Mortality Risk With Adjuvant vs Early Salvage Radiotherapy in Men With Adverse Pathology at Radical Prostatectomy for Prostate Cancer

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In a retrospective cohort study reported in the Journal of Clinical Oncology, Derya Tilki, MD, of Martini-Klinik Prostate Cancer Center, University Hospital-Hamburg-Eppendorf, Hamburg, and colleagues found that adjuvant radiotherapy was associated with reduced risk for all-cause mortality vs early salvage radiotherapy among men at high risk for recurrence following radical prostatectomy for prostate cancer.1

As stated by the investigators: “Three randomized trials and an associated meta-analysis found no difference in progression-free survival when comparing adjuvant with early [salvage radiotherapy], which can cause many physicians to not offer adjuvant [radiotherapy], irrespective of the pathologic findings at [radical prostatectomy]. We provide evidence to support that adjuvant compared with early [salvage radiotherapy] may lower the risk of death in men with adverse pathology at [radical prostatectomy].”

Derya Tilki, MD

Derya Tilki, MD

Study Details

The study cohort consisted of 26,118 men with pT2–4N0 or N1M0 prostate cancer, consecutively treated between June 1989 and July 2016 with radical prostatectomy and pelvic lymph node assessment and then followed for potential treatment with adjuvant or early salvage radiotherapy at University Hospital Hamburg-Eppendorf, Charité University Hospital (Berlin) and University Hospital Ulm in Germany as well as the University of California, San Francisco, and Johns Hopkins Medical Institution in the United States. Follow-up started on the date of radical prostatectomy, and the database was last updated in October 2020.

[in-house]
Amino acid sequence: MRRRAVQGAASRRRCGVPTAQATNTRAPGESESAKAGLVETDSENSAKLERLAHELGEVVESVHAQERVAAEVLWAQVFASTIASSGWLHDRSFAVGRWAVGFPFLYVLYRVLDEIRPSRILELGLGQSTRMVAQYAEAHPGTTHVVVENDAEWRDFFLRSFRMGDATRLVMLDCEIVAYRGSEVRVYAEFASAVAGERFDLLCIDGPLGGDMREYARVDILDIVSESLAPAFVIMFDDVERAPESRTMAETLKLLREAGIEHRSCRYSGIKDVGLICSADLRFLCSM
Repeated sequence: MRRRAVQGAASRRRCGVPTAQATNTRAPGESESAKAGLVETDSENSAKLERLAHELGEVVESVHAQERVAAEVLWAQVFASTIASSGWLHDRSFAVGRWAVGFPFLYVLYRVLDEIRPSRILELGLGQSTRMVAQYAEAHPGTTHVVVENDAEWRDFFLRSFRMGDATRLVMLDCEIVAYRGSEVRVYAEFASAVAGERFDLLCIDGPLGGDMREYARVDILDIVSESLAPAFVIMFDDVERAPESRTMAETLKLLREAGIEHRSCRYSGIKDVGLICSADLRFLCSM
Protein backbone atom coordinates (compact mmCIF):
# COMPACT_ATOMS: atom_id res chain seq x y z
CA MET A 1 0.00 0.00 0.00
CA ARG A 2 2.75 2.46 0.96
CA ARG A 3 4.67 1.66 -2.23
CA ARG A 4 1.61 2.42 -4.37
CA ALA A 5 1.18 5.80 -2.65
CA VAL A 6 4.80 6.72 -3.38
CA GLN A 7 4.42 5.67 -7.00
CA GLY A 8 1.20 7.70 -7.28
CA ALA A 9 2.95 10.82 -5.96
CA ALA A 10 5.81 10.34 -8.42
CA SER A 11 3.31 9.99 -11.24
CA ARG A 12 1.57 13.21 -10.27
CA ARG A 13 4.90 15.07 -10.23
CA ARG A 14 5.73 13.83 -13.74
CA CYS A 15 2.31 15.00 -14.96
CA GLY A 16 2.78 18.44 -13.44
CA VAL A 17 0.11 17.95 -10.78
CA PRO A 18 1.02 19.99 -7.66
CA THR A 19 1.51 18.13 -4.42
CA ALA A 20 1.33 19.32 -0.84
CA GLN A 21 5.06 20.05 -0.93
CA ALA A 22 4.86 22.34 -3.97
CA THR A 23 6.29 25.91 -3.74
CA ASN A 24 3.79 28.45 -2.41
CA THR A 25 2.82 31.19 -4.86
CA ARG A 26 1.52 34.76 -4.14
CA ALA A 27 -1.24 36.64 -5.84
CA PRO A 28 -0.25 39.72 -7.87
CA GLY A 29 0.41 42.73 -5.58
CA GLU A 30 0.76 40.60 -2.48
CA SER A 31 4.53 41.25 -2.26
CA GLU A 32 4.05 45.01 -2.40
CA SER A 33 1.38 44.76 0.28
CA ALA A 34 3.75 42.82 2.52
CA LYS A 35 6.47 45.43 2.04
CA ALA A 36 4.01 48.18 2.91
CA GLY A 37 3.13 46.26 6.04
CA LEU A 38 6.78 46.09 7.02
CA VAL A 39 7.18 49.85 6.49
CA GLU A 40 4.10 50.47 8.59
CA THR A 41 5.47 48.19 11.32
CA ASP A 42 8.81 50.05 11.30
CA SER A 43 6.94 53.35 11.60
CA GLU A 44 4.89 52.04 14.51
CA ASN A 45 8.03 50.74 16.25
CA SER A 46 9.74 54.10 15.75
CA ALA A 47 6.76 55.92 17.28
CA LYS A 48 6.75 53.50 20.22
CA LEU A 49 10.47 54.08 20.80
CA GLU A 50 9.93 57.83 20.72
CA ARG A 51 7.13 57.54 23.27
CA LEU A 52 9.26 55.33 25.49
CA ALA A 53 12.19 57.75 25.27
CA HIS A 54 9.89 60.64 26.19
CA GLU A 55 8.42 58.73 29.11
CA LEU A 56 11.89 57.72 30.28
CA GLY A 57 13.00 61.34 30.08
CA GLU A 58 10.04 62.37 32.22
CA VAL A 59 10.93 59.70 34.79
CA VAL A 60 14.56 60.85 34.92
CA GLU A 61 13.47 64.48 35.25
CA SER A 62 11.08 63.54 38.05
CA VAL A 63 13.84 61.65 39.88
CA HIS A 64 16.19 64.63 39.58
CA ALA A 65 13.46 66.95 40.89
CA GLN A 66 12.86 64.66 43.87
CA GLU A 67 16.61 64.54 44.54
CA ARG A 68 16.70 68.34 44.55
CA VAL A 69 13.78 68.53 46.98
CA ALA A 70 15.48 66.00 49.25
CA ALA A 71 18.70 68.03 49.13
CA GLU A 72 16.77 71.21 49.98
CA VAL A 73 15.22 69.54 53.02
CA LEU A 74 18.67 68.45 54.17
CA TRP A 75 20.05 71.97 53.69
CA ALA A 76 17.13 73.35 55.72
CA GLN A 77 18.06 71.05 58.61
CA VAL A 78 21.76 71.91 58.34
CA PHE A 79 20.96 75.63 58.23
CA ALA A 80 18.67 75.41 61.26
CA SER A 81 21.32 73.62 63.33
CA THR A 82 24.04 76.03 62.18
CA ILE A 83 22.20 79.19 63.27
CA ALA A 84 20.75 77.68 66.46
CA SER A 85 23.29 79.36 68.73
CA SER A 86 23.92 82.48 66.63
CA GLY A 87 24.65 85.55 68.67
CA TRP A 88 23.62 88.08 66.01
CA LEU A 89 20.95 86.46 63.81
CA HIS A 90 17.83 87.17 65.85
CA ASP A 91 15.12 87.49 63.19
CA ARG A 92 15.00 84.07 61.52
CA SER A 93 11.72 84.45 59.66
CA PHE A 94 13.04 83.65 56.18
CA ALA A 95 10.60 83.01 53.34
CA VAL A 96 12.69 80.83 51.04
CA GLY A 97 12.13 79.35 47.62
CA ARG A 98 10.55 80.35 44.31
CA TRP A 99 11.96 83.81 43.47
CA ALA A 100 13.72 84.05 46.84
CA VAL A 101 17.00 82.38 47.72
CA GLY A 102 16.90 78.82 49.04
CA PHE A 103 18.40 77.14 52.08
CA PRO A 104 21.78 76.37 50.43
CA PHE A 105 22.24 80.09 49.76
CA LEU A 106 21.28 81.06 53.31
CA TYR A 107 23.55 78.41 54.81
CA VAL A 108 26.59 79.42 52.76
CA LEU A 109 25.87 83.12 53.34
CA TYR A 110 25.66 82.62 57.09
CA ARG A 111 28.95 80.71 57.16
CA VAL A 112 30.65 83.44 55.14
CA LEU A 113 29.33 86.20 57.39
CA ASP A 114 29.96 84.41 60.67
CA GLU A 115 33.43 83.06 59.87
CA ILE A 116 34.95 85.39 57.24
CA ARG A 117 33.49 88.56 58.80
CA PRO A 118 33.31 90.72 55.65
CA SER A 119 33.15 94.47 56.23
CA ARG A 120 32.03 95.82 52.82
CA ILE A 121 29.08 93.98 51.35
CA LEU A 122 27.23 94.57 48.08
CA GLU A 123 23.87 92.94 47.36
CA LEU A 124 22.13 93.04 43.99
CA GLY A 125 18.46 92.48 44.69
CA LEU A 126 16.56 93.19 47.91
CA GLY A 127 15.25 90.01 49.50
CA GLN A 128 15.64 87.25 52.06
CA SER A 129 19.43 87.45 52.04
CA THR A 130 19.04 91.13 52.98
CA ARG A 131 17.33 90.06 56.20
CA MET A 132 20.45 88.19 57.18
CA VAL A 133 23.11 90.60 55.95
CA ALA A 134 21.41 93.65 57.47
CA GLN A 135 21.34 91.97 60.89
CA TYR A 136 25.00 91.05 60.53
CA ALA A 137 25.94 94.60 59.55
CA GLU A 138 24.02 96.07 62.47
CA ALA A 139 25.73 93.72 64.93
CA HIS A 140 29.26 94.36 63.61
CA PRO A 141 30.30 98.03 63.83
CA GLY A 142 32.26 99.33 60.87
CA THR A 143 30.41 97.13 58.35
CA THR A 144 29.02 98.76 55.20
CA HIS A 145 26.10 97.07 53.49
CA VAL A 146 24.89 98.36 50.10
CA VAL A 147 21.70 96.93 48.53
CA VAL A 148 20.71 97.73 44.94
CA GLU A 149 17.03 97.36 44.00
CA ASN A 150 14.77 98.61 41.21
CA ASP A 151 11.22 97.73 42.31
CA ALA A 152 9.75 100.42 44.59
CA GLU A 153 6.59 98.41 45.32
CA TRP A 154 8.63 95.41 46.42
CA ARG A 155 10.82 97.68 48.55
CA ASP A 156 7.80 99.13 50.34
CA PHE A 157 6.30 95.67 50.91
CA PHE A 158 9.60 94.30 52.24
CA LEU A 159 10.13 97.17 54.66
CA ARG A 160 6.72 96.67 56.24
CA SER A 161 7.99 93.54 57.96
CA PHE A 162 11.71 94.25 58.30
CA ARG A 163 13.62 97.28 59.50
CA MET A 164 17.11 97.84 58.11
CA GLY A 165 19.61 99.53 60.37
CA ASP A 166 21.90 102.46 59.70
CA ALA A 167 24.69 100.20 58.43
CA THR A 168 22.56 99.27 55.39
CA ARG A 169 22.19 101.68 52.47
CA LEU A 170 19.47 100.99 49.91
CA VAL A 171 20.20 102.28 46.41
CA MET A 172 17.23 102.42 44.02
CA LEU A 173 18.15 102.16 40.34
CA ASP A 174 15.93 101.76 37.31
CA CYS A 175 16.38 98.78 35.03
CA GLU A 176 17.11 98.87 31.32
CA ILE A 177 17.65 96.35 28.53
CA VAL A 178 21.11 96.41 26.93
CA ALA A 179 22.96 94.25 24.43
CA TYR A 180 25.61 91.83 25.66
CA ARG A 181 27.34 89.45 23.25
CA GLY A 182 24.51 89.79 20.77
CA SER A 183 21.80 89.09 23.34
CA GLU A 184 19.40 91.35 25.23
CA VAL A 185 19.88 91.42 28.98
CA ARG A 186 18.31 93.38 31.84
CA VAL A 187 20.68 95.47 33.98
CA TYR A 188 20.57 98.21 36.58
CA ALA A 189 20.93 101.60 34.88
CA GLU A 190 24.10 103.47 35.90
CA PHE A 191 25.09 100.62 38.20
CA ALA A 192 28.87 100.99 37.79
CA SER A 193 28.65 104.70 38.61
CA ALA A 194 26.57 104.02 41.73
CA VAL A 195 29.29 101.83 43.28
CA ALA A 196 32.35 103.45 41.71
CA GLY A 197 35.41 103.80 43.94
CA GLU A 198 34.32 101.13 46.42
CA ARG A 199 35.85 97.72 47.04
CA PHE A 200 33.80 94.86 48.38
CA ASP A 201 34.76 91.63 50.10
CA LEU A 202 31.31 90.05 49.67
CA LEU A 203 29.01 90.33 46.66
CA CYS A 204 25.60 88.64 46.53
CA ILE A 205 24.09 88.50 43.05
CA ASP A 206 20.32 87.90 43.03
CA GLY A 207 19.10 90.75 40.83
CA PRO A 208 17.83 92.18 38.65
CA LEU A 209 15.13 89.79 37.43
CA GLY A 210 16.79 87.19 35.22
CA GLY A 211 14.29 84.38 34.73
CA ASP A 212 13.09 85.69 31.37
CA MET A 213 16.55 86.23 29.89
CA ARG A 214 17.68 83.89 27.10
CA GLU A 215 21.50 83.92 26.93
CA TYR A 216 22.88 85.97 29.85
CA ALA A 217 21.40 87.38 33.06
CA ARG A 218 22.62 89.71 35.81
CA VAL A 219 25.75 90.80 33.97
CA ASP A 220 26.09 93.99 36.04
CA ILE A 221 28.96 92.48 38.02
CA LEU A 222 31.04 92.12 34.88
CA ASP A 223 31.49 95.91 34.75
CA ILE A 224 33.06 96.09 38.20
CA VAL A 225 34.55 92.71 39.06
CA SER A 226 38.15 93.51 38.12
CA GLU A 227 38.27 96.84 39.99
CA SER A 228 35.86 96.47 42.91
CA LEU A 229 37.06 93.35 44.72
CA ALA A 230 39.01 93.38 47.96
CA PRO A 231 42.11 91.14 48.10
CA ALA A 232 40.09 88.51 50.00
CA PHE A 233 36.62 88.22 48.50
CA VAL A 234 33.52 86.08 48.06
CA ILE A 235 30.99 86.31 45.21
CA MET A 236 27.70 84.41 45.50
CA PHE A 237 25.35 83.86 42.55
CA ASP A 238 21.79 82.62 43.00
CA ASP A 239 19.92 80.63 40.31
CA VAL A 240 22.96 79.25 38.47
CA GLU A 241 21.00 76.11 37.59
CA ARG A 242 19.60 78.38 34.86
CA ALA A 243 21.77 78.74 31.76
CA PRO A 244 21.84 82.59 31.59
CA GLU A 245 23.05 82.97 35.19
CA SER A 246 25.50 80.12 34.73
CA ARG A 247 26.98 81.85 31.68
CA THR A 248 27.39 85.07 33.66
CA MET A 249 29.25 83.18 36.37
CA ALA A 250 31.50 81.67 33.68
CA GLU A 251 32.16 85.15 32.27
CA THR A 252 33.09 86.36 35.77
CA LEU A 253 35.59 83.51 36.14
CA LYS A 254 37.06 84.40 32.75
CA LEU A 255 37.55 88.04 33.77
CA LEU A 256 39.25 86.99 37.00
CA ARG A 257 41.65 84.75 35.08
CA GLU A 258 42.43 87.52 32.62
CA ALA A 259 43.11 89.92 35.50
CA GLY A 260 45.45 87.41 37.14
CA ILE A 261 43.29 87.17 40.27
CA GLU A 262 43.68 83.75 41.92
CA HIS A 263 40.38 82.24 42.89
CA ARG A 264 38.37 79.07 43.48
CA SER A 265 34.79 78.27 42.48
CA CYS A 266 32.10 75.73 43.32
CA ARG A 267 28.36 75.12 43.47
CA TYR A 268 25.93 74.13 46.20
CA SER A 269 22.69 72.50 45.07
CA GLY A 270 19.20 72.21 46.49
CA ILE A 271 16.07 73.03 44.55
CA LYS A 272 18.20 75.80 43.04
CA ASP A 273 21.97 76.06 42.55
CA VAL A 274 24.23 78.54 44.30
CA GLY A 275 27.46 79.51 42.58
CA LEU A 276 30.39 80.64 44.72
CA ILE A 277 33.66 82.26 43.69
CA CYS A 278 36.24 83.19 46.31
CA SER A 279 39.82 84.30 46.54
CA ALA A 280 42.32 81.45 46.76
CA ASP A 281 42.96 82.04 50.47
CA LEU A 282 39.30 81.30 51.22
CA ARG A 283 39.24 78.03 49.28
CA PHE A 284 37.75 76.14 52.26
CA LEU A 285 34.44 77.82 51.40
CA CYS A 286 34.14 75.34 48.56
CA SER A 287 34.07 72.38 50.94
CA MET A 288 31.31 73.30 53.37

The primary outcome measure was risk of all-cause mortality in men with adverse pathology, defined as positive pelvic lymph nodes (pN1) or a prostatectomy Gleason score of 8 to 10 and disease extending beyond the prostate (pT3/4). A treatment propensity score was used to minimize potential treatment selection bias in estimating the causal association of adjuvant vs early salvage radiotherapy on all-cause mortality risk. Analyses were performed to assess the effect of different definitions of adverse pathology on all-cause mortality risk—eg, exclusion of pN1 disease (based on exclusion of such patients in two of three randomized trials) and exclusion of salvage radiotherapy patients with persistent postsurgery prostate-specific antigen (PSA) level (also excluded in two trials). Multivariate analyses were adjusted for age at radical prostatectomy, prostate cancer prognostic factors, study site, and time-dependent use of postprostatectomy androgen-deprivation therapy.

Analyses of All-Cause Mortality

Median follow-up was 8.16 years (interquartile range = 6.0–12.1 years). Among the 26,118 patients, 2,104 (8.1%) died, including 539 from prostate cancer. Adverse pathology at radical prostatectomy was identified in 2,424 patients when those with pN1 disease were included; among these patients, 428 received adjuvant radiotherapy, 965 had no radiotherapy, and 1,031 received salvage radiotherapy. A total of 933 patients had adverse pathology when those with pN1 disease were excluded; among these patients, 109 received adjuvant radiotherapy, 379 had no radiotherapy, and 445 received salvage radiotherapy.